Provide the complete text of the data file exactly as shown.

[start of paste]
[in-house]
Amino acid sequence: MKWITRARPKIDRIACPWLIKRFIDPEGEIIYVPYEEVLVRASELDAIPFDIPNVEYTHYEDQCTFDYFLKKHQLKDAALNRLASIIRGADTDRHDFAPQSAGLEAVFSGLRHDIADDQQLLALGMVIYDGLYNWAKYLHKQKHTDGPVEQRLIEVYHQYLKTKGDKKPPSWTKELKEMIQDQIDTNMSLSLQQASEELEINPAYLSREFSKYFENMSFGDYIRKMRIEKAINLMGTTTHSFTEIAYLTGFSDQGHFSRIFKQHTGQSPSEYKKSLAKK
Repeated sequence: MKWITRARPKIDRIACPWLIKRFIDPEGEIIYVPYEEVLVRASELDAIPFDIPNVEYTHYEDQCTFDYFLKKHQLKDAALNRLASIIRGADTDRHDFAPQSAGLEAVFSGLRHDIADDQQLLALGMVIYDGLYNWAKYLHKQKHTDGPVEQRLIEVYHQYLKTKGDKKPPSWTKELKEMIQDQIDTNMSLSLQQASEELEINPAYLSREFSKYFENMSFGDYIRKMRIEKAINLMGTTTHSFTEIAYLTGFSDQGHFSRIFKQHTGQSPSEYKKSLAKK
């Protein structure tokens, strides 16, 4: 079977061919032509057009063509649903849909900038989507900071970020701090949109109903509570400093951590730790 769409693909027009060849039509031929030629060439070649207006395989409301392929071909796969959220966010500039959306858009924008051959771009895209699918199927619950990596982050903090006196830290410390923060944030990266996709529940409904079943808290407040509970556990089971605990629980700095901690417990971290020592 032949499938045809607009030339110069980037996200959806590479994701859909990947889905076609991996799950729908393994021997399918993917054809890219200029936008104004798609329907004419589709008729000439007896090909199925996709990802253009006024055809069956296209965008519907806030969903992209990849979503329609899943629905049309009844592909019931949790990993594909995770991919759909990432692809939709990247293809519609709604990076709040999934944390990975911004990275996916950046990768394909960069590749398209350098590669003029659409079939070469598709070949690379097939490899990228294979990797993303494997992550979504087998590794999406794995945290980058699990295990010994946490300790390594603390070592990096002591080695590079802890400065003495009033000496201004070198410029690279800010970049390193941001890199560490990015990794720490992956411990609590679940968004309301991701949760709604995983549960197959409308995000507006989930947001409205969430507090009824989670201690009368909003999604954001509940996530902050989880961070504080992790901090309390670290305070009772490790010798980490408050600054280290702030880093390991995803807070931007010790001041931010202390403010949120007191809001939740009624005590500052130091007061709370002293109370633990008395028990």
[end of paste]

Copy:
[in-house]
Amino acid sequence: MKWITRARPKIDRIACPWLIKRFIDPEGEIIYVPYEEVLVRASELDAIPFDIPNVEYTHYEDQCTFDYFLKKHQLKDAALNRLASIIRGADTDRHDFAPQSAGLEAVFSGLRHDIADDQQLLALGMVIYDGLYNWAKYLHKQKHTDGPVEQRLIEVYHQYLKTKGDKKPPSWTKELKEMIQDQIDTNMSLSLQQASEELEINPAYLSREFSKYFENMSFGDYIRKMRIEKAINLMGTTTHSFTEIAYLTGFSDQGHFSRIFKQHTGQSPSEYKKSLAKK
Repeated sequence: MKWITRARPKIDRIACPWLIKRFIDPEGEIIYVPYEEVLVRASELDAIPFDIPNVEYTHYEDQCTFDYFLKKHQLKDAALNRLASIIRGADTDRHDFAPQSAGLEAVFSGLRHDIADDQQLLALGMVIYDGLYNWAKYLHKQKHTDGPVEQRLIEVYHQYLKTKGDKKPPSWTKELKEMIQDQIDTNMSLSLQQASEELEINPAYLSREFSKYFENMSFGDYIRKMRIEKAINLMGTTTHSFTEIAYLTGFSDQGHFSRIFKQHTGQSPSEYKKSLAKK
């Protein structure tokens, strides 16, 4: 079977061919032509057009063509649903849909900038989507900071970020701090949109109903509570400093951590730790 769409693909027009060849039509031929030629060439070649207006395989409301392929071909796969959220966010500039959306858009924008051959771009895209699918199927619950990596982050903090006196830290410390923060944030990266996709529940409904079943808290407040509970556990089971605990629980700095901690417990971290020592 032949499938045809607009030339110069980037996200959806590479994701859909990947889905076609991996799950729908393994021997399918993917054809890219200029936008104004798609329907004419589709008729000439007896090909199925996709990802253009006024055809069956296209965008519907806030969903992209990849979503329609899943629905049309009844592909019931949790990993594909995770991919759909990432692809939709990247293809519609709604990076709040999934944390990975911004990275996916950046990768394909960069590749398209350098590669003029659409079939070469598709070949690379097939490899990228294979990797993303494997992550979504087998590794999406794995945290980058699990295990010994946490300790390594603390070592990096002591080695590079802890400065003495009033000496201004070198410029690279800010970049390193941001890199560490990015990794720490992956411990609590679940968004309301991701949760709604995983549960197959409308995000507006989930947001409205969430507090009824989670201690009368909003999604954001509940996530902050989880961070504080992790901090309390670290305070009772490790010798980490408050600054280290702030880093390991995803807070931007010790001041931010202390403010949120007191809001939740009624005590500052130091007061709370002293109370633990008395028990």